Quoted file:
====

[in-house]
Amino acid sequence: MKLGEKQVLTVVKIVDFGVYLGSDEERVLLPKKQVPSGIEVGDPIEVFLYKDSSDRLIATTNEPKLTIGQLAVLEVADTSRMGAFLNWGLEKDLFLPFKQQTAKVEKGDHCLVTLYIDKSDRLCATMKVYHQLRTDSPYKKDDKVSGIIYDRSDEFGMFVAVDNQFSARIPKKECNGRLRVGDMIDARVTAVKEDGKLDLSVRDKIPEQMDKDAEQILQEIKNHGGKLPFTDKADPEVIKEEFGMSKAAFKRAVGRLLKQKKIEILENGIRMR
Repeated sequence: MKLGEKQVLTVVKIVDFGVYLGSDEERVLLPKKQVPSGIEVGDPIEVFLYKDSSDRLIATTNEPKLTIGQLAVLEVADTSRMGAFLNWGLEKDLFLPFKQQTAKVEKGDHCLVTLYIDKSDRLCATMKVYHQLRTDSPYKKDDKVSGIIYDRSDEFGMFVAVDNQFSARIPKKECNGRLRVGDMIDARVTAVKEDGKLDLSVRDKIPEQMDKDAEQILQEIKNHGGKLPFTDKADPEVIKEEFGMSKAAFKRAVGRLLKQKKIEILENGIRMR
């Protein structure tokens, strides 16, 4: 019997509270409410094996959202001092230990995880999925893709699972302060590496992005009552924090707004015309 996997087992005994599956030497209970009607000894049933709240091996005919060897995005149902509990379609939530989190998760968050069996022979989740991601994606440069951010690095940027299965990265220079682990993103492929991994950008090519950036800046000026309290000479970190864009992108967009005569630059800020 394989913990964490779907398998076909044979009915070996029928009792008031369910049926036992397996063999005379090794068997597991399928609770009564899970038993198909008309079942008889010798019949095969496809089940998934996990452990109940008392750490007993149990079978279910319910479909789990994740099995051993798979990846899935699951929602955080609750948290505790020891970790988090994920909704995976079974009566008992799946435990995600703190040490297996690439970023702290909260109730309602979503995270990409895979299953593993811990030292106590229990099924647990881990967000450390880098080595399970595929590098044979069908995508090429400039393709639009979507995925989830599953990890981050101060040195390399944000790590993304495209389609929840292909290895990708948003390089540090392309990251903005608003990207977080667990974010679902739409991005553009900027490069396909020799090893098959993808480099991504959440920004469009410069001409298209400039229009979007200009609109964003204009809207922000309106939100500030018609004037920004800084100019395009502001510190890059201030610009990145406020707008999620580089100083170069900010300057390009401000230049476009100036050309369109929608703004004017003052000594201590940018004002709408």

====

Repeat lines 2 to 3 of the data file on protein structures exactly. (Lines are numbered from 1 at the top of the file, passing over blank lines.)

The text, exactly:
Amino acid sequence: MKLGEKQVLTVVKIVDFGVYLGSDEERVLLPKKQVPSGIEVGDPIEVFLYKDSSDRLIATTNEPKLTIGQLAVLEVADTSRMGAFLNWGLEKDLFLPFKQQTAKVEKGDHCLVTLYIDKSDRLCATMKVYHQLRTDSPYKKDDKVSGIIYDRSDEFGMFVAVDNQFSARIPKKECNGRLRVGDMIDARVTAVKEDGKLDLSVRDKIPEQMDKDAEQILQEIKNHGGKLPFTDKADPEVIKEEFGMSKAAFKRAVGRLLKQKKIEILENGIRMR
Repeated sequence: MKLGEKQVLTVVKIVDFGVYLGSDEERVLLPKKQVPSGIEVGDPIEVFLYKDSSDRLIATTNEPKLTIGQLAVLEVADTSRMGAFLNWGLEKDLFLPFKQQTAKVEKGDHCLVTLYIDKSDRLCATMKVYHQLRTDSPYKKDDKVSGIIYDRSDEFGMFVAVDNQFSARIPKKECNGRLRVGDMIDARVTAVKEDGKLDLSVRDKIPEQMDKDAEQILQEIKNHGGKLPFTDKADPEVIKEEFGMSKAAFKRAVGRLLKQKKIEILENGIRMR